Author guest post: Why the Twilight hate needs to stop (Part 1)

Today’s guest post is quite an interesting one about the Twilight book series.

Now I know that many people consider this topic one that’s (a), old and (b), done to death, but having had a recent conversation with some lovely Twitter book folk, we all came to the conclusion that there is a lot that’s still left to be said for a series that has garnered so much love and so much hate over the past couple of years.

The specific conversation that started a few weeks back, was one which sparked a shared amount of empathy for Stephanie Meyer after reading an interview, which mind you, was actually about her production company and the direction she’s currently in.

In this specific interview, it wasn’t about what Stephanie said that counted, but more about what was not being said that we found decidedly disheartening.

In the interview, Stephanie confessed to feeling rather burnt out on writing. In another interview, one which followed on shortly, she went on to add that she was so over the Twilight saga.

Naturally some backlash followed.

Of course she didn’t mean that she wasn’t grateful for the success or the fans, but what she did confess to feeling, was that the amount of vitriol directed towards her and the book series was something that simply didn’t leave her feeling like she was in a good writing space anymore.

And that’s where our debate started.

Because, let’s face it. Twilight has opened up a lot of doors to many YA authors out there. Many people still don’t realise that if it wasn’t for this series, our teens and young adults out there would probably not be reading as much as they do today.

While I certainly loved the series back when I first read it, I recognised (and still do) that the book had its flaws. That, however, didn’t stop me from enjoying the books.

Then again, I’ve also never really bought into the belief that there is a singular perfect book out there; but unfortunately it just so happens that because Stephanie Meyer became so successful as a result of the franchise, it just seemed incredibly easy to make her a target for all the vitriol that she’s had to face ever since.

Never mind the fact that she’s also a successful, female author – which is another topic entirely on its own.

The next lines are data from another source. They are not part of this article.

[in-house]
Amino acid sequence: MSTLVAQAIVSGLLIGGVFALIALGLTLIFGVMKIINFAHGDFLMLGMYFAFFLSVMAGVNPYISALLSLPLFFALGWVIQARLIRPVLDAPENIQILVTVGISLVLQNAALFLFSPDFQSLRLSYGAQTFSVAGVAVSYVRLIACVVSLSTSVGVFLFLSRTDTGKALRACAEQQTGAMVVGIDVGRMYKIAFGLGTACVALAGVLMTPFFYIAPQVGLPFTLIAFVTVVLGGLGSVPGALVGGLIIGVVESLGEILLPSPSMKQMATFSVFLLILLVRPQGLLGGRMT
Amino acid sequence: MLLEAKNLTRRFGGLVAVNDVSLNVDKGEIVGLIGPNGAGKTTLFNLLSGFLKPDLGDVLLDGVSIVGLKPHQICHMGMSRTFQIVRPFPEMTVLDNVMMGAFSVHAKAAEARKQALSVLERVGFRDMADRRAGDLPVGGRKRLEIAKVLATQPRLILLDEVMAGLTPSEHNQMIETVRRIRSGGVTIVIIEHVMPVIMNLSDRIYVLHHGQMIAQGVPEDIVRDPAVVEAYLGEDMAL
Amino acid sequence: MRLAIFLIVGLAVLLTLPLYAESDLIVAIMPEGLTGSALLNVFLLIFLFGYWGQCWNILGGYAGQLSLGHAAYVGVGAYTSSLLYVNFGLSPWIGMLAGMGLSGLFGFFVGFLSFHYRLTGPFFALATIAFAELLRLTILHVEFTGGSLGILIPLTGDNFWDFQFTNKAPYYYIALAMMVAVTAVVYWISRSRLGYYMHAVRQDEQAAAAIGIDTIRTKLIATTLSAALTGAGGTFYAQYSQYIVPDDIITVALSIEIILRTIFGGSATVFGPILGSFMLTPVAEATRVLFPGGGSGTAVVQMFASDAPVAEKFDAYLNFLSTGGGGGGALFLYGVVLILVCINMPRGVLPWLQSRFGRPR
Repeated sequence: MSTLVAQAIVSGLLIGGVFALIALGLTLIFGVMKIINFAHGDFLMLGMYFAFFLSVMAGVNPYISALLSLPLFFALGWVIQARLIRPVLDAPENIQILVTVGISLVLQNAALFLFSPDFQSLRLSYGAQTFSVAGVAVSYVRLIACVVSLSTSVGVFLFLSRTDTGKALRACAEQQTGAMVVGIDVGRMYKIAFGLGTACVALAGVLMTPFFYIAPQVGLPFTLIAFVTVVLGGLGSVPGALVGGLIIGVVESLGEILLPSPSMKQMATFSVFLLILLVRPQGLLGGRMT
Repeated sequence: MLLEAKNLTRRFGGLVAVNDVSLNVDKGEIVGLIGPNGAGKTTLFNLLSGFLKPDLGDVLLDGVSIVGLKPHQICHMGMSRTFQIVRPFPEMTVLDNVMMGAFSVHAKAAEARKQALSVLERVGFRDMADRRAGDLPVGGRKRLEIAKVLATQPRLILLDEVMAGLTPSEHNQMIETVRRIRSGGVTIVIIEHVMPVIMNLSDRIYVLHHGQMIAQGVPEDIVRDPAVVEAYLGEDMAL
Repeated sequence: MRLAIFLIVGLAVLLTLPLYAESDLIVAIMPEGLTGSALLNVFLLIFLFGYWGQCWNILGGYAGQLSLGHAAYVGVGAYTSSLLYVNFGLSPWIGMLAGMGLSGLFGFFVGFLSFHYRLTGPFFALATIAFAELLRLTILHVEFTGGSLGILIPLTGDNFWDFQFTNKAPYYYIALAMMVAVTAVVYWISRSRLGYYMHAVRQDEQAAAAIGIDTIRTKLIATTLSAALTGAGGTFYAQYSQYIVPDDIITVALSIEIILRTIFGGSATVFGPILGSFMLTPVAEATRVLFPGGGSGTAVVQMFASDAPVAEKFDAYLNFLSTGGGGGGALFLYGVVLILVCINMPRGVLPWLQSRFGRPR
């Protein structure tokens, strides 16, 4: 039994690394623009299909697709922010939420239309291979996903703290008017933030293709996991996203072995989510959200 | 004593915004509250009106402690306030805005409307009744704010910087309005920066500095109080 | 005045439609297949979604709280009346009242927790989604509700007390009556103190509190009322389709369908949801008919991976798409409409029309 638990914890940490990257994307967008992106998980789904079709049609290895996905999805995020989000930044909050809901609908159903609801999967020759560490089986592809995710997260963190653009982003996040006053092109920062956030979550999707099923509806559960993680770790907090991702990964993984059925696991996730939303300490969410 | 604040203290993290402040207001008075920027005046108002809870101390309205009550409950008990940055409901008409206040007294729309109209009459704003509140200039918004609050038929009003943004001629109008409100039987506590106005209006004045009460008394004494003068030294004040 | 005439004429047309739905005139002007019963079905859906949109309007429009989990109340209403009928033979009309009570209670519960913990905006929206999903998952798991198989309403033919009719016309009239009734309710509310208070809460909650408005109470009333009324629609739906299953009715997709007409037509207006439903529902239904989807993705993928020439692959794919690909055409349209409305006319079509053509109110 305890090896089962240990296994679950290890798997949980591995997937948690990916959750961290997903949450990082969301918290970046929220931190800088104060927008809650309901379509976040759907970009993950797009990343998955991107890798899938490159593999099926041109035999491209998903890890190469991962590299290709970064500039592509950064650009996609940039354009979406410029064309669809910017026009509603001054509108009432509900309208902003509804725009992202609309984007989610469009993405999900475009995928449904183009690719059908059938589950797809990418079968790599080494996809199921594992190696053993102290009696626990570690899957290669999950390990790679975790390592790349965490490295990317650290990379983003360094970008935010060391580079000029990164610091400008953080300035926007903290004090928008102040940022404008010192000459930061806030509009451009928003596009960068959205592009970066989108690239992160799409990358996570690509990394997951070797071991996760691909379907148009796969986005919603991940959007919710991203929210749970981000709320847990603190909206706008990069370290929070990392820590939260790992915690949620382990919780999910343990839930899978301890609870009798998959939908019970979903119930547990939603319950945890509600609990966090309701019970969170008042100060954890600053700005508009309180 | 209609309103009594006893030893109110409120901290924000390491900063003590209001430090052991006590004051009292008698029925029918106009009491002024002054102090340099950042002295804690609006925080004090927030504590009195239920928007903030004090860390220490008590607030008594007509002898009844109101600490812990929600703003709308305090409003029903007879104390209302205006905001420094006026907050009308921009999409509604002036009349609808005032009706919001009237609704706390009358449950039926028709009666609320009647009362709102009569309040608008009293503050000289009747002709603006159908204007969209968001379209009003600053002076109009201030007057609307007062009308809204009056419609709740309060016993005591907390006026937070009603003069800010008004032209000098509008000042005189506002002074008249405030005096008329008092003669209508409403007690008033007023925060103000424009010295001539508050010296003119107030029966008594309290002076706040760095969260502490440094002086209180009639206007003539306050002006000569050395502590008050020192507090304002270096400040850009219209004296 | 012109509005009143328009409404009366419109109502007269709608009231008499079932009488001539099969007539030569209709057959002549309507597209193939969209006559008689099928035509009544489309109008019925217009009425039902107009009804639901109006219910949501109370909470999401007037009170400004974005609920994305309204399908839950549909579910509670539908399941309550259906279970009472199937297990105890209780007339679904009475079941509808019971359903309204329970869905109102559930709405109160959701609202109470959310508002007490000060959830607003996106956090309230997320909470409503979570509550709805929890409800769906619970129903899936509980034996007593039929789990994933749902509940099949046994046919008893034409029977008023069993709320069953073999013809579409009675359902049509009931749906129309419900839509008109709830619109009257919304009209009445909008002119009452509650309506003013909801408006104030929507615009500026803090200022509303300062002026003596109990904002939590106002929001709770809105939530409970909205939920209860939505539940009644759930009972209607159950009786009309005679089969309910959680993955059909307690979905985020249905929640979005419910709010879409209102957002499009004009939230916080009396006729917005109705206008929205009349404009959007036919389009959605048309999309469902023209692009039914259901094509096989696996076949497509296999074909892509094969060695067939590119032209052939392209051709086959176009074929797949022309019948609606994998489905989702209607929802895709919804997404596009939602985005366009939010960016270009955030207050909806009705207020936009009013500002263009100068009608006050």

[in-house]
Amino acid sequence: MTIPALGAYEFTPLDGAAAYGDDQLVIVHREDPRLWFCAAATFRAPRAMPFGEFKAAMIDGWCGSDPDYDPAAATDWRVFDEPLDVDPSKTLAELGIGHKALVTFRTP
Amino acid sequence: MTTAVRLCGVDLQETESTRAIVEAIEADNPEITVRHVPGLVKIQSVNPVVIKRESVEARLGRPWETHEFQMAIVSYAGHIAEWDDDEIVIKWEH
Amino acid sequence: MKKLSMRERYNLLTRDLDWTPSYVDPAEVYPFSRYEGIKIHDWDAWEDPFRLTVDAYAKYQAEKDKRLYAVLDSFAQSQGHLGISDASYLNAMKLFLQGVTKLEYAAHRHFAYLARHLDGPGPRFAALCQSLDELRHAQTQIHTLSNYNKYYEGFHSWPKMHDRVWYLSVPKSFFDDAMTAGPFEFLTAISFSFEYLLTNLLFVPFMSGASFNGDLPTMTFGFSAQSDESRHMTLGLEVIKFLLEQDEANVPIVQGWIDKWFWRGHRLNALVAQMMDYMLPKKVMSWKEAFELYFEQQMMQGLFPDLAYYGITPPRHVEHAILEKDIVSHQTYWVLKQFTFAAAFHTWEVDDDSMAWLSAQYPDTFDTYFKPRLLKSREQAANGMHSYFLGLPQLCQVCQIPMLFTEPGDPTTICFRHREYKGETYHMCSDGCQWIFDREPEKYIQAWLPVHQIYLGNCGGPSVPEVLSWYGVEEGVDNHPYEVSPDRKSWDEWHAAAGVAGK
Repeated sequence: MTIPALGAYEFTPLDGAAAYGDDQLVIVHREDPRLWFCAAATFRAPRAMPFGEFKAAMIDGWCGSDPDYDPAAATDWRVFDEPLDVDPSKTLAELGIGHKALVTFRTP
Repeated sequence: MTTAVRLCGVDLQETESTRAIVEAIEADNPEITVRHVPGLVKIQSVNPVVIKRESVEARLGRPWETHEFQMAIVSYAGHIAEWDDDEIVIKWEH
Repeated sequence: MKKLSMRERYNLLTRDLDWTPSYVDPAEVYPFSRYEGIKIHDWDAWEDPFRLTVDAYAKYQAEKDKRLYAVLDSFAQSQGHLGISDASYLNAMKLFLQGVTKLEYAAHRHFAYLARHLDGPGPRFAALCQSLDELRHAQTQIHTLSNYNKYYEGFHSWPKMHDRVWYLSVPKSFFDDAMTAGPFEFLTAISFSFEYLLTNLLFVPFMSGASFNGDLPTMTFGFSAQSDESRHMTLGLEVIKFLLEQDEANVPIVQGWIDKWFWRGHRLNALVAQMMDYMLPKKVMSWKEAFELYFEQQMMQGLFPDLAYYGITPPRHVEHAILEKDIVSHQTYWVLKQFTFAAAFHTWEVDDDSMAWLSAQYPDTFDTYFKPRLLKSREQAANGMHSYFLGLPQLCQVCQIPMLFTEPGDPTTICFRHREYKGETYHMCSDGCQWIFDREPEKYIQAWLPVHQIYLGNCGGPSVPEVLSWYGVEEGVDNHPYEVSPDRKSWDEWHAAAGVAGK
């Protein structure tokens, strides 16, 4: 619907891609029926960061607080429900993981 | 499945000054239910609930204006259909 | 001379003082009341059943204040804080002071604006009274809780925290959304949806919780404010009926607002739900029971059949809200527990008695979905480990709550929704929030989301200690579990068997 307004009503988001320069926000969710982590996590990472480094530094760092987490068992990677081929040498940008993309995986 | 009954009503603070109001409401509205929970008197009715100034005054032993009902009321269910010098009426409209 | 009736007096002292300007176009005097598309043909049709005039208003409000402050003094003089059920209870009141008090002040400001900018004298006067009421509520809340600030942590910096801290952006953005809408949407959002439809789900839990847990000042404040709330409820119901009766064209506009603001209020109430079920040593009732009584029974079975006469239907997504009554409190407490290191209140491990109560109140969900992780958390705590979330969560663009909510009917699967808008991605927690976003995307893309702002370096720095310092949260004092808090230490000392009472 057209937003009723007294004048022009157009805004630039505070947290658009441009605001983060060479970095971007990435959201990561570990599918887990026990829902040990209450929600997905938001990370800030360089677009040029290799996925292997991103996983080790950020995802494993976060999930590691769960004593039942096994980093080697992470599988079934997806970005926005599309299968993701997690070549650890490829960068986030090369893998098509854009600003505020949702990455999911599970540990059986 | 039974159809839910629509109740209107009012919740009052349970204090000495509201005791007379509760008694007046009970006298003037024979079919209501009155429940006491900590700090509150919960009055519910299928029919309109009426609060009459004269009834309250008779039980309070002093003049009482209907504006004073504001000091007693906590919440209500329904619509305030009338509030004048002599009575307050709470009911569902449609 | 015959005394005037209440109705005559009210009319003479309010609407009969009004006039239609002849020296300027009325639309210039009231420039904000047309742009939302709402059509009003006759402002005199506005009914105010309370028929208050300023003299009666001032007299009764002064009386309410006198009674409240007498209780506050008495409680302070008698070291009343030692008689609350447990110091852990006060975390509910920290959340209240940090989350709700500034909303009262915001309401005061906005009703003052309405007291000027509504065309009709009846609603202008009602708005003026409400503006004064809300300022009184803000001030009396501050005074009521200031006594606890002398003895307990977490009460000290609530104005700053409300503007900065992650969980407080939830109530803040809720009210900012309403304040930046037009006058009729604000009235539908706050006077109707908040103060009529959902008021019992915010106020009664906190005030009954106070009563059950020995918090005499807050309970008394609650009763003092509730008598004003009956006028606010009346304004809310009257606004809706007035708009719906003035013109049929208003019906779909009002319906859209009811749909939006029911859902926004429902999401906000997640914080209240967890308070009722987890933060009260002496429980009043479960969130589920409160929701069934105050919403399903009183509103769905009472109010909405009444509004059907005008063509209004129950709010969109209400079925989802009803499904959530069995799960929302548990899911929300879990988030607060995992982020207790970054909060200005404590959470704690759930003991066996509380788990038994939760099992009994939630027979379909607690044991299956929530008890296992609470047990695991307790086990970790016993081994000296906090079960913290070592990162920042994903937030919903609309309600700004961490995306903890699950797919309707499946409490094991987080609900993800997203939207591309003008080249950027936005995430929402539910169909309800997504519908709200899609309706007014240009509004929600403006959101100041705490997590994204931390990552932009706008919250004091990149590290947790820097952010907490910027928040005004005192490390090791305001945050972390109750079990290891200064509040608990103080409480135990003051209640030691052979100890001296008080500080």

Honestly speaking amongst my fellow peers, we all agreed that there were and are books that are far worse than Twilight that somehow managed to get published and have never received the amount of large-scale hatred her book series seems to have begotten.

In light of this, one of my fellow and lovely book followers (who also happens to be a South African YA author), Joanne Macgregor has written a response to the debate that we had.

This post is quite long, so I’ve decided to break it up into different parts. 

Why you need to stop hating Twilight – Part 1
... especially if you've jumped on the "I-haven't-read-the-book-but-I-have-an-opinion-on-it-anyway " bandwagon.

I’ve watched, over the years, as Stephanie Meyer has been targeted, in the most ugly, vitriolic and personal way for her books, and I’ve wondered about it lot.

Often the criticism comes from people she never wrote the book for – adult men, teen boys, literature professors, and way too often it comes from people who have never even read the books.

Which counts as a sin in my world philosophy.

It’s become so bad that Twilight and Twihard-bashing has assumed a life of its own, independent of the books and any literary merit they may or may not possess.

So Twilight has become dismissive, judgy shorthand for the opposite of “good”, or “thoughtful” or “adult” or “quality”.

Which is really strange and makes me uneasy.

The books never claimed to be literary or intended for an adult audience, they never claimed to be more than an engrossing love story for teens, and mostly teen girls since these are the typical readers of high-schoolers in love.

So where does all the hating stem from?

Partly, I think it’s pure jealousy and sour grapes. Stephanie Meyer didn’t “pay her dues”. She hadn’t written a bunch of books before she struck it big (ala Suzan Collins), or been a single, unemployed mother eking out a single coffee in a warm coffee shop (JK Rowling), and she hadn’t been sweating at it for years receiving hundreds of rejections (like most writers).

She just dreamed (literally) the essence of a story, wrote it down, and after a handle of rejections, landed a four-book, bum-in-the-butter deal. Some writers, I sometimes think, want other writers to suffer – success shouldn’t come too easy.

I say, good for her! Lucky thing to dream of boy vampires sparkling in meadows – my nightly visions tend to be disappointingly mundane.

But it wasn’t just luck – she wrote and finished the book. And then she conceptualised and finished another three. And there was something about them that hit a nerve with millions of readers across many cultures worldwide.